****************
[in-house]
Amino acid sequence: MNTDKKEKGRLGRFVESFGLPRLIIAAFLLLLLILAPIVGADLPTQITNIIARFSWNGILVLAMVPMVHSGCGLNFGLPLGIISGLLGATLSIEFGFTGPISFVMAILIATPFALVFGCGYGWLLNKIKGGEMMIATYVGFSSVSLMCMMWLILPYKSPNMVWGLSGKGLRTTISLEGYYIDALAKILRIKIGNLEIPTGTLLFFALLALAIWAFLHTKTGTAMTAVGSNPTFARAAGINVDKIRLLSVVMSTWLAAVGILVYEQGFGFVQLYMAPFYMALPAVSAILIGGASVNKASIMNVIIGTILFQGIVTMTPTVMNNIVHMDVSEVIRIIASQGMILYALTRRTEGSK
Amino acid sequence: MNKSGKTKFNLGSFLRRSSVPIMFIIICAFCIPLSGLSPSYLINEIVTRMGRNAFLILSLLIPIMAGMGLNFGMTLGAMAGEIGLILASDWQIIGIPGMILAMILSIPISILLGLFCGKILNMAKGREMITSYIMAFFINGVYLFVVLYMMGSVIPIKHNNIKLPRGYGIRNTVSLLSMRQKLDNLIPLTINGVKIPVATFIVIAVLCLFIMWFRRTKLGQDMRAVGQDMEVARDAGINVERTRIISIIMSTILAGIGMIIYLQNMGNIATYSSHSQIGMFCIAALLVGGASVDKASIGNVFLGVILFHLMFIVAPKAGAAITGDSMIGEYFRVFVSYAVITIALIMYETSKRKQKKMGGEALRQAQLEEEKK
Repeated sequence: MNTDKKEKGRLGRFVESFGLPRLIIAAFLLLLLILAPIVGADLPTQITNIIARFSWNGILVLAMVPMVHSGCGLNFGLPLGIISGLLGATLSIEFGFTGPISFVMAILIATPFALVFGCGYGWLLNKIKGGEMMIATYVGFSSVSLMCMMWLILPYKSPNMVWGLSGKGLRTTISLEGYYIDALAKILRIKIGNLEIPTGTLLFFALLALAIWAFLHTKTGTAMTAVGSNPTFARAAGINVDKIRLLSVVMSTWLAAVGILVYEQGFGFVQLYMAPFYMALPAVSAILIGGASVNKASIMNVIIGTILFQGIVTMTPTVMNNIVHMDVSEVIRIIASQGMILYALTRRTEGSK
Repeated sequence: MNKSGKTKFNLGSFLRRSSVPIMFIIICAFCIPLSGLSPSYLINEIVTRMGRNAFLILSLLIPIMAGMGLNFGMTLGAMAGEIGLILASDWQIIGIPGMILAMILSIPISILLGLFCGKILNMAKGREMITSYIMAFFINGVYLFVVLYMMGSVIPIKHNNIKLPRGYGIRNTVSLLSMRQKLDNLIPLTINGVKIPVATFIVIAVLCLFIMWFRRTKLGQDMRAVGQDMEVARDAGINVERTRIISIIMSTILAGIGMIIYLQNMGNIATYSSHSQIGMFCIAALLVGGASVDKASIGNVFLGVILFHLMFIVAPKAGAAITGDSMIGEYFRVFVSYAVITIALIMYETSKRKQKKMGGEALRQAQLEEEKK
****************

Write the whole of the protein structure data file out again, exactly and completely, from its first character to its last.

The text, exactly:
[in-house]
Amino acid sequence: MNTDKKEKGRLGRFVESFGLPRLIIAAFLLLLLILAPIVGADLPTQITNIIARFSWNGILVLAMVPMVHSGCGLNFGLPLGIISGLLGATLSIEFGFTGPISFVMAILIATPFALVFGCGYGWLLNKIKGGEMMIATYVGFSSVSLMCMMWLILPYKSPNMVWGLSGKGLRTTISLEGYYIDALAKILRIKIGNLEIPTGTLLFFALLALAIWAFLHTKTGTAMTAVGSNPTFARAAGINVDKIRLLSVVMSTWLAAVGILVYEQGFGFVQLYMAPFYMALPAVSAILIGGASVNKASIMNVIIGTILFQGIVTMTPTVMNNIVHMDVSEVIRIIASQGMILYALTRRTEGSK
Amino acid sequence: MNKSGKTKFNLGSFLRRSSVPIMFIIICAFCIPLSGLSPSYLINEIVTRMGRNAFLILSLLIPIMAGMGLNFGMTLGAMAGEIGLILASDWQIIGIPGMILAMILSIPISILLGLFCGKILNMAKGREMITSYIMAFFINGVYLFVVLYMMGSVIPIKHNNIKLPRGYGIRNTVSLLSMRQKLDNLIPLTINGVKIPVATFIVIAVLCLFIMWFRRTKLGQDMRAVGQDMEVARDAGINVERTRIISIIMSTILAGIGMIIYLQNMGNIATYSSHSQIGMFCIAALLVGGASVDKASIGNVFLGVILFHLMFIVAPKAGAAITGDSMIGEYFRVFVSYAVITIALIMYETSKRKQKKMGGEALRQAQLEEEKK
Repeated sequence: MNTDKKEKGRLGRFVESFGLPRLIIAAFLLLLLILAPIVGADLPTQITNIIARFSWNGILVLAMVPMVHSGCGLNFGLPLGIISGLLGATLSIEFGFTGPISFVMAILIATPFALVFGCGYGWLLNKIKGGEMMIATYVGFSSVSLMCMMWLILPYKSPNMVWGLSGKGLRTTISLEGYYIDALAKILRIKIGNLEIPTGTLLFFALLALAIWAFLHTKTGTAMTAVGSNPTFARAAGINVDKIRLLSVVMSTWLAAVGILVYEQGFGFVQLYMAPFYMALPAVSAILIGGASVNKASIMNVIIGTILFQGIVTMTPTVMNNIVHMDVSEVIRIIASQGMILYALTRRTEGSK
Repeated sequence: MNKSGKTKFNLGSFLRRSSVPIMFIIICAFCIPLSGLSPSYLINEIVTRMGRNAFLILSLLIPIMAGMGLNFGMTLGAMAGEIGLILASDWQIIGIPGMILAMILSIPISILLGLFCGKILNMAKGREMITSYIMAFFINGVYLFVVLYMMGSVIPIKHNNIKLPRGYGIRNTVSLLSMRQKLDNLIPLTINGVKIPVATFIVIAVLCLFIMWFRRTKLGQDMRAVGQDMEVARDAGINVERTRIISIIMSTILAGIGMIIYLQNMGNIATYSSHSQIGMFCIAALLVGGASVDKASIGNVFLGVILFHLMFIVAPKAGAAITGDSMIGEYFRVFVSYAVITIALIMYETSKRKQKKMGGEALRQAQLEEEKK